Additional Resources

  1. The Politics Of Market Socialism [scholar.harvard.edu]
  2. Defining Capitalism, Communism, Fascism, Socialism [webpages.uidaho.edu]
  3. Socialism: A Glossary Of Political Economy Terms [auburn.edu]
  4. What Economic Structure For Socialism? [people.umass.edu]
  5. The Political Economy Of Soviet Socialism [econfaculty.gmu.edu]
  6. The Macroeconomics Of Socialism [econfaculty.gmu.edu]

Socialism

Socialism is a political and economic system that is based on collective or public ownership of the production means. Unlike capitalism, socialism lays emphasis not on achievement but on equality. It gives value to the workers in accordance with the time they give in to their work rather than the amount of value produced by them. It is characterized by democratic control over all the means of production, and social ownership of the components. It is also called citizen ownership of equity, cooperative ownership or public ownership.

Socialism makes the people of a country dependant on the state or government for everything from health to food. Modern day examples of socialism include China, Cuba and Vietnam. They are modern socialist societies. The socialist governments of the 20th century were overthrown in the USSR, East Germany, and Czechoslovakia.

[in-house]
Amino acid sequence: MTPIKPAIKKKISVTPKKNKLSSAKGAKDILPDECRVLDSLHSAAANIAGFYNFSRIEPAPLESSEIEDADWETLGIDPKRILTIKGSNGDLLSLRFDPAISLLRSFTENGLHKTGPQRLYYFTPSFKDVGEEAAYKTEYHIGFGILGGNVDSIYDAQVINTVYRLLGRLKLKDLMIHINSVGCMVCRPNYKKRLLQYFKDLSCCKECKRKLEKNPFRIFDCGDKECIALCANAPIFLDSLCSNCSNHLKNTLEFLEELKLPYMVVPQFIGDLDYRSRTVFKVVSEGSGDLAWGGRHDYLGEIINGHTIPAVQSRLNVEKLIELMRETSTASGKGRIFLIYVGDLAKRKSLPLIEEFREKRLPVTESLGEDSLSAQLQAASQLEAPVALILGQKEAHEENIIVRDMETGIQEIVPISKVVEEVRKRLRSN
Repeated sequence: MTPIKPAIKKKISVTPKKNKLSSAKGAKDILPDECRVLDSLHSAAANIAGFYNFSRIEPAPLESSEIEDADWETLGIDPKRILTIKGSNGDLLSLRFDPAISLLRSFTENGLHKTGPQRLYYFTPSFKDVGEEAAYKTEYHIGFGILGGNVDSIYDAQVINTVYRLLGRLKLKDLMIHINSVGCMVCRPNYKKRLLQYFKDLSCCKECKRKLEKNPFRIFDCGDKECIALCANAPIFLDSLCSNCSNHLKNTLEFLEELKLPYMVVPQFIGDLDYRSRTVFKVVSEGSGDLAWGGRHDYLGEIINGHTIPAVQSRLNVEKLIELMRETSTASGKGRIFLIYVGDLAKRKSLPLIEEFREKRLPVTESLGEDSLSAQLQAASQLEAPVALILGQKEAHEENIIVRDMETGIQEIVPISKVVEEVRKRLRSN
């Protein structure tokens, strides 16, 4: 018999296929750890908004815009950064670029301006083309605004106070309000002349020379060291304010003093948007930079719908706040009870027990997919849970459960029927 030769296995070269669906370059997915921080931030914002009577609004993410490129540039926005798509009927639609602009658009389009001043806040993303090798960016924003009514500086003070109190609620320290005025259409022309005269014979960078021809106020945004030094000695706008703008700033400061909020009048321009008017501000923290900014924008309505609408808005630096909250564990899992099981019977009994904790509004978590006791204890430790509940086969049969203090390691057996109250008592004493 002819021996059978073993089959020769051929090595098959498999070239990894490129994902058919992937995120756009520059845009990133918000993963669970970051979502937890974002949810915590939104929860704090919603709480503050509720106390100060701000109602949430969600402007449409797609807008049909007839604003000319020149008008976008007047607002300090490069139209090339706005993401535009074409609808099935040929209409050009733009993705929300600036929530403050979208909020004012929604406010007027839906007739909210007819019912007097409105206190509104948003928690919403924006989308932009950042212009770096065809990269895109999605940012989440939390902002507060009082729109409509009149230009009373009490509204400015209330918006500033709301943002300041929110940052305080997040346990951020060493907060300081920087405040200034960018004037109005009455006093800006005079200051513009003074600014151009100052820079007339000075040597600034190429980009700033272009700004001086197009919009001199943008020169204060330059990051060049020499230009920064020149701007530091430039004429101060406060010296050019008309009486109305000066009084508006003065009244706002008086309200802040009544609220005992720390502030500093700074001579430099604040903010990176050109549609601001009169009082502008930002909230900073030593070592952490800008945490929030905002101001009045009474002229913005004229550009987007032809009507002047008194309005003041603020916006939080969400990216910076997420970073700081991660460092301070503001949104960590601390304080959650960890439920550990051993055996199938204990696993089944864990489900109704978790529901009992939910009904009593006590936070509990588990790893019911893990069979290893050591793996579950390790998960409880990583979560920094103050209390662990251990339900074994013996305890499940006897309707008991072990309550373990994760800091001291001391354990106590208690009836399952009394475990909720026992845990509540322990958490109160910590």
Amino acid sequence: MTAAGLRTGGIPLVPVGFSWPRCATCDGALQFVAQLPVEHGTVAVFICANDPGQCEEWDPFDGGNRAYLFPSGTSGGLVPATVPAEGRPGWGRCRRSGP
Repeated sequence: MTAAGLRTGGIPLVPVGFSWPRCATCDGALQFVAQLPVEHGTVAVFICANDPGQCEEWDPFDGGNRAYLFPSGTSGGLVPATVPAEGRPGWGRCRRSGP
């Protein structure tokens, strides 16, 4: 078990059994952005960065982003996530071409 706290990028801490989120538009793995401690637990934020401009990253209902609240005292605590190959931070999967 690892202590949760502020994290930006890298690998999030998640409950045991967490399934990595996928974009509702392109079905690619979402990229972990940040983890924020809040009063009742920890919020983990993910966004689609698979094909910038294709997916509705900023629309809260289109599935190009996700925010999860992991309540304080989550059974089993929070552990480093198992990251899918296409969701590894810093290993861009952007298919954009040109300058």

The Basics of Socialism

Unlike capitalism which is based on private property rights, profit and loss and price systems, socialisms is based essentially on the idea of collective ownership, and bureaucratic central planning. The proponents of socialism are of the view that this economic and political system helps in creating equality among the people, and provides economic security to them unlike capitalism, which works fundamentally to exploit the working class; and work only for a small group of people holding all the resources in their grip, the wealthy class.

The critics of socialism, on the other hand, are of the view that the principles of socialism are basically faulty as they are against human nature. Furthermore, according to them, the idea of socialism also does not include the role of incentives and motivation in the economic transactions carried through this system.

Production under Socialism

The goods produced under socialism are manufactured solely and directly for use, unlike capitalism where goods are produced for profit generation. Since the technical and natural resources are controlled democratically and held in common, the sole purpose of production in socialism is to meet the needs of people. The idea of profit generation from manufacturing the common commodities needed every day was put to an end through socialism.

Ideally, in socialism everyone has free access to the services and goods, which are designed specifically to meet their basic needs. All the work that goes into producing such items will be voluntary. This however, is not implemented fully in any country of the world.

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